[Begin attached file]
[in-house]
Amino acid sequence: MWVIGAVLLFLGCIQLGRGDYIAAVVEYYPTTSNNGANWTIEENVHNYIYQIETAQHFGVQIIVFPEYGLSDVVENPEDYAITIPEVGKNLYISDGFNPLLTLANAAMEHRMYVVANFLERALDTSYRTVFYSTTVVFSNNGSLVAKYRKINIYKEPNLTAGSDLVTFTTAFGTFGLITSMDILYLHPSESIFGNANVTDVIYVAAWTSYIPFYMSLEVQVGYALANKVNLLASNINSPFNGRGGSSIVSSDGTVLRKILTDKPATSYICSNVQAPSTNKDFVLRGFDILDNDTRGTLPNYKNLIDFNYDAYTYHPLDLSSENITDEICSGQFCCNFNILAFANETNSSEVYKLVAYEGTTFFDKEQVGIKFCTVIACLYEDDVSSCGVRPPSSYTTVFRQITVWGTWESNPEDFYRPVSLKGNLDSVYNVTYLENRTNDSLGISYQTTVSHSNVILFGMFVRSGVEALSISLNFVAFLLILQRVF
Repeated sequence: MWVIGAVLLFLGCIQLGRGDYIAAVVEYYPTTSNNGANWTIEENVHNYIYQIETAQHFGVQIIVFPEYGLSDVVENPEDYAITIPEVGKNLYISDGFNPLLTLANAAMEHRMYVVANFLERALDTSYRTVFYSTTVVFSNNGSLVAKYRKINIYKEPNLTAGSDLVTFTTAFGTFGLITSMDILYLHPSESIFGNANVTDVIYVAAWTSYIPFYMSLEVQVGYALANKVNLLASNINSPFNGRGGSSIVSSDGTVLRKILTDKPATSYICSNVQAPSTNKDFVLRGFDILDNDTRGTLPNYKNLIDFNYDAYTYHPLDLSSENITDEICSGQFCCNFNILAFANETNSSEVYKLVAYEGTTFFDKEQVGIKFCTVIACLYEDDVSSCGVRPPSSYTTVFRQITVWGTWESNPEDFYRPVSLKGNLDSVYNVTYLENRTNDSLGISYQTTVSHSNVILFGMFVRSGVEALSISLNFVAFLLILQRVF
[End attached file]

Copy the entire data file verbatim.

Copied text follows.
[in-house]
Amino acid sequence: MWVIGAVLLFLGCIQLGRGDYIAAVVEYYPTTSNNGANWTIEENVHNYIYQIETAQHFGVQIIVFPEYGLSDVVENPEDYAITIPEVGKNLYISDGFNPLLTLANAAMEHRMYVVANFLERALDTSYRTVFYSTTVVFSNNGSLVAKYRKINIYKEPNLTAGSDLVTFTTAFGTFGLITSMDILYLHPSESIFGNANVTDVIYVAAWTSYIPFYMSLEVQVGYALANKVNLLASNINSPFNGRGGSSIVSSDGTVLRKILTDKPATSYICSNVQAPSTNKDFVLRGFDILDNDTRGTLPNYKNLIDFNYDAYTYHPLDLSSENITDEICSGQFCCNFNILAFANETNSSEVYKLVAYEGTTFFDKEQVGIKFCTVIACLYEDDVSSCGVRPPSSYTTVFRQITVWGTWESNPEDFYRPVSLKGNLDSVYNVTYLENRTNDSLGISYQTTVSHSNVILFGMFVRSGVEALSISLNFVAFLLILQRVF
Repeated sequence: MWVIGAVLLFLGCIQLGRGDYIAAVVEYYPTTSNNGANWTIEENVHNYIYQIETAQHFGVQIIVFPEYGLSDVVENPEDYAITIPEVGKNLYISDGFNPLLTLANAAMEHRMYVVANFLERALDTSYRTVFYSTTVVFSNNGSLVAKYRKINIYKEPNLTAGSDLVTFTTAFGTFGLITSMDILYLHPSESIFGNANVTDVIYVAAWTSYIPFYMSLEVQVGYALANKVNLLASNINSPFNGRGGSSIVSSDGTVLRKILTDKPATSYICSNVQAPSTNKDFVLRGFDILDNDTRGTLPNYKNLIDFNYDAYTYHPLDLSSENITDEICSGQFCCNFNILAFANETNSSEVYKLVAYEGTTFFDKEQVGIKFCTVIACLYEDDVSSCGVRPPSSYTTVFRQITVWGTWESNPEDFYRPVSLKGNLDSVYNVTYLENRTNDSLGISYQTTVSHSNVILFGMFVRSGVEALSISLNFVAFLLILQRVF